Fuel for the future

  • Policymakers now recognise air pollution is grave enough to warrant a response

Oct 6, 2017-

A proposal seeking a complete ban on the sale and distribution of fossil fuel-run vehicles in the next 10 years has recently been tabled at Parliament, drawing considerable praise from experts and the Nepali public. In the face of steadily deteriorating environmental conditions, this proposal, put forward by ex-health minister Gagan Thapa, could not have been better timed. 

Last year, Numbeo, a crowd-sourced global database, ranked Kathmandu the third most polluted city in the world, and the Environment Performance Index listed Nepal among the top four worst performers in protecting human health and environment from degrading air quality. In the absence of any effective policy measures, one would be safe to assume that the conditions are much the same, or perhaps even worse than what they were a year ago. 

Our policy makers have been decidedly slow on the up-take in regards to the deleterious effects of air pollution, perhaps because it is a particularly insidious and slow killer. Thus far, they have shown remarkable indifference to the brewing environmental crisis choking the Capital. But the introduction of this new policy to ban fossil fuel-run vehicles shows that policymakers are finally realising that the problem of air pollution is indeed grave enough to warrant a policy response.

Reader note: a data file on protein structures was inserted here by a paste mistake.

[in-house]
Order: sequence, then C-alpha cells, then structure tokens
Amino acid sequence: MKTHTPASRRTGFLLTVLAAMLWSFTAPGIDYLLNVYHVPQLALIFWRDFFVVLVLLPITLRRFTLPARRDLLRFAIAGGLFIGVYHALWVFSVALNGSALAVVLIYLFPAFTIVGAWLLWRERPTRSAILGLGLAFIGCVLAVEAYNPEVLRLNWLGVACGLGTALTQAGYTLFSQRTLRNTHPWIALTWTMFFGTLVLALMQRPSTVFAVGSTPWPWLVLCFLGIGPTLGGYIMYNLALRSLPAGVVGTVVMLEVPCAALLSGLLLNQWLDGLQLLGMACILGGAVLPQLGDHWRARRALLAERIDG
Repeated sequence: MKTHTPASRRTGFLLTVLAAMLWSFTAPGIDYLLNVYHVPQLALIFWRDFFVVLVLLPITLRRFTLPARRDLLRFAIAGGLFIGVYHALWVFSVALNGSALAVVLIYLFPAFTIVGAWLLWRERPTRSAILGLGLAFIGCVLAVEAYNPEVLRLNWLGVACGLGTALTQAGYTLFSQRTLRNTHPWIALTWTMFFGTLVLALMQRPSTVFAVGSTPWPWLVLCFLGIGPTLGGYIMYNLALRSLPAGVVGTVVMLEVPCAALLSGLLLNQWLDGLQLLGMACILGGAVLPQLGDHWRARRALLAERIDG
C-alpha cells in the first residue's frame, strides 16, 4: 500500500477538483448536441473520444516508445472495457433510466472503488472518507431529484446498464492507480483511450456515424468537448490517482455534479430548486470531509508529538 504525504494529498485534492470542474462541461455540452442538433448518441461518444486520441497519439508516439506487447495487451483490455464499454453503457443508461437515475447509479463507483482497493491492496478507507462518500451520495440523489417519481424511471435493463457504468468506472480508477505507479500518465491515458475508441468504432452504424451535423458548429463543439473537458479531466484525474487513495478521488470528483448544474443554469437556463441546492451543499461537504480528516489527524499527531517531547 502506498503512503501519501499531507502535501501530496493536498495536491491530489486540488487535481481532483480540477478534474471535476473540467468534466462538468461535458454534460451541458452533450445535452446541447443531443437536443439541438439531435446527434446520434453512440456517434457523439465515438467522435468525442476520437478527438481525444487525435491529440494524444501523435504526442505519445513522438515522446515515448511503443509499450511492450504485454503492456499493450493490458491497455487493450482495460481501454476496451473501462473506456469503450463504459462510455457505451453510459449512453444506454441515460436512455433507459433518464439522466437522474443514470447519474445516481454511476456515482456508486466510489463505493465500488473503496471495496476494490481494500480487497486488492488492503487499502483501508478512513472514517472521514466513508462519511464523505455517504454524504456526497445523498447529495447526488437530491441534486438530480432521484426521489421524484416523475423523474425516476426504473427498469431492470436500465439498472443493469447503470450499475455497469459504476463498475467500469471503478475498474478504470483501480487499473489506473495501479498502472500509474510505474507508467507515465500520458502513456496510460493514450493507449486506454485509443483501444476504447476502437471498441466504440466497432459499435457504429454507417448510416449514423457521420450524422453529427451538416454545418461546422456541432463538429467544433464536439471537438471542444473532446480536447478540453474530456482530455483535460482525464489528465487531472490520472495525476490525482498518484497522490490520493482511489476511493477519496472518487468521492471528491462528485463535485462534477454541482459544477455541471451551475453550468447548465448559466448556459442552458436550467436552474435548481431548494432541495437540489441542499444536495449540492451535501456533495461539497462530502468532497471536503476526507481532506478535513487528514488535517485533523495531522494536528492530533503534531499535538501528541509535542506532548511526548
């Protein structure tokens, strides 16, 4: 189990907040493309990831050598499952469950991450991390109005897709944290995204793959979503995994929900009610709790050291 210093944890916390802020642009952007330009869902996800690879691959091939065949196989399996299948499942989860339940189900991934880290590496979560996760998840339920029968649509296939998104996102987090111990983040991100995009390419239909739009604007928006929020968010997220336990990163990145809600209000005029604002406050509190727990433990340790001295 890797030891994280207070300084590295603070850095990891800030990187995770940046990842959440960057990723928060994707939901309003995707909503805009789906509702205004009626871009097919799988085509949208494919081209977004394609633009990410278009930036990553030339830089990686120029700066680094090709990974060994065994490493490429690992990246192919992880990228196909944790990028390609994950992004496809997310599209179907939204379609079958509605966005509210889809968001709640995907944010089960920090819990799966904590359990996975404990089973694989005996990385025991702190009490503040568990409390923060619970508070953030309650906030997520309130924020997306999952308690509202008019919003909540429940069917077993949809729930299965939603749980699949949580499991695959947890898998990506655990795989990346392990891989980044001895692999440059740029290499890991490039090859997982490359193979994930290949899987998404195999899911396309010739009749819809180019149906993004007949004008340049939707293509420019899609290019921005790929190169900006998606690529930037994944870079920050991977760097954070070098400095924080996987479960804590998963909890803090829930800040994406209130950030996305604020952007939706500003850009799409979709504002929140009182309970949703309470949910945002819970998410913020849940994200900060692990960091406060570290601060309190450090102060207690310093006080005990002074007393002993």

The new proposal aims to prohibit the sale of petroleum vehicles in the Capital by 2027, and country-wide by 2031.  Petroleum vehicles are to be replaced by electric vehicles. The proposal also envisages the utilisation of tax collected from petroleum products for environment protection and the provision of subsidies to promote the use of electric vehicles. Nepal, it seems, is finally jumping on the global bandwagon towards environment friendly electric vehicles. There is no doubt that these provisions are critical at this juncture. 

But a great deal of work remains to be done in order to translate this ambitious proposal into concrete action. A work plan, required policies, structures and financial provisions for timely implementation of Parliament’s declaration and commitment is yet to be formulated. 

The success of previous initiatives to curb air pollution via regulation of the transportation sector is questionable at best. For example, the ban of public transport vehicles that are more than 20 years old was introduced with remarkable zeal in February this year, with the Department of Transport Management (DoTM) claiming that it would strictly enforce the Cabinet decision to prohibit such old vehicles. However, updates on the current state of the prohibition have been noticeably absent, giving cause for doubt whether this ban is being executed at all. Policy continuity is thus a major problem the state has to contend with. In order to buck this trend, policymakers have to make sure that plans are made forthwith for the implementation of the recent proposal. Otherwise, it too could go the way of other previous government initiatives and peter out before it effects any change. 

Published: 06-10-2017 08:16

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